We also have the power—and I should say I’m speaking for myself here, because I don’t know how many people I’ve been able to convince about this—but we do have the power to exercise the so-called inherent powers of contempt of Congress. It was ruled in the 19th century, in a case called Anderson v. Dunn in 1821, that Congress has the power to enforce its own orders. Just as a court can enforce its orders, Congress can enforce its orders. And in the 19th century, Congress had the sergeant at arms arrest and detain people until they complied with lawful orders of Congress. And we would have the power to fine people who were out of compliance with the law. So that provides another avenue.
Berman: If it got to that point, do you think the House would have the attorney general arrested by the sergeant at arms?
Raskin: Well, the vast majority of the Judiciary Committee, much less the House itself, are just not aware of this process. So it’s just premature to be talking about it. But, you know, its day in the sun is coming. We will educate people about the power of the House to do it. The executive branch is acting in categorical bad-faith contempt of Congress. This is not like a dispute over one document or the timing of the arrival of a particular witness. This is the president of the United States ordering the executive branch not to comply with the lawful requests of Congress.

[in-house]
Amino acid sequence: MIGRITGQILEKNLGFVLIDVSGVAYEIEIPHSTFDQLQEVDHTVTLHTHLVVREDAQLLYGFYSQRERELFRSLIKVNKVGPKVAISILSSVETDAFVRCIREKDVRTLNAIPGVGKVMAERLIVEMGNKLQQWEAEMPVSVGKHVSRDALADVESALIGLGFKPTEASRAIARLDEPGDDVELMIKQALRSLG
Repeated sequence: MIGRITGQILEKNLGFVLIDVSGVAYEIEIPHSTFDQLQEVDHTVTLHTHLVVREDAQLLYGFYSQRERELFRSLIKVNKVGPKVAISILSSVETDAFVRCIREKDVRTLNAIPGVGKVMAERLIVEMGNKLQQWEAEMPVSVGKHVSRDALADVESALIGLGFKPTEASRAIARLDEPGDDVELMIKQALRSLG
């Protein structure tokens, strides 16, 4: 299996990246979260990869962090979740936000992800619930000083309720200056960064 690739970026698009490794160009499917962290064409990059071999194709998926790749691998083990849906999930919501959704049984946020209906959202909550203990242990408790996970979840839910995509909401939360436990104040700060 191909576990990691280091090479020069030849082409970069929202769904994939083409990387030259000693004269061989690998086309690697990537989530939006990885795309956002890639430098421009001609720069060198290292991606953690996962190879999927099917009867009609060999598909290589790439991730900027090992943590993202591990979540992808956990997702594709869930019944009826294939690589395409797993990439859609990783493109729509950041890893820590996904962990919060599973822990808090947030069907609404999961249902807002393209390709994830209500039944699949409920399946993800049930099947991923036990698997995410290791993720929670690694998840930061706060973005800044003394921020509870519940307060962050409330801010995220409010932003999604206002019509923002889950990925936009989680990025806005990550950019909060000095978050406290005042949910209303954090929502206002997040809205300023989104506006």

The Supreme Court has emphasized that Congress has the power of inquiry and investigation. This is essential to our lawmaking function. We have a responsibility to research how the current laws are working and what conditions are that might require legislative changes. We also have a specific power, the Supreme Court has emphasized, to investigate corruption, self-dealing, fraud, waste, and abuse in the executive branch of government. So, you know, this is not some peripheral schoolyard skirmish. This goes right to the heart of our ability to do our work as Congress of the United States.
Berman: From your point of view, would you personally support and advocate this move, which in modern times is unprecedented, to have the attorney general arrested by the sergeant at arms? Would you personally advocate that?
Raskin: Well, no, nobody has advocated that specifically. But I just want to make sure that we have all instruments on the table, and we should be aware that Congress has inherent powers of contempt that can relate to fines, orders, as well as arrests. But I, you know, nobody’s calling for that at this point.
Berman: Is there a risk that if the president does resist all of these attempts by the House to conduct its oversight, and if he wins in the courts, that it would actually set a new precedent for executive authority? That he could end up not only skirting oversight himself, but that, through court rulings, it could end up that the presidency itself winds up with more power?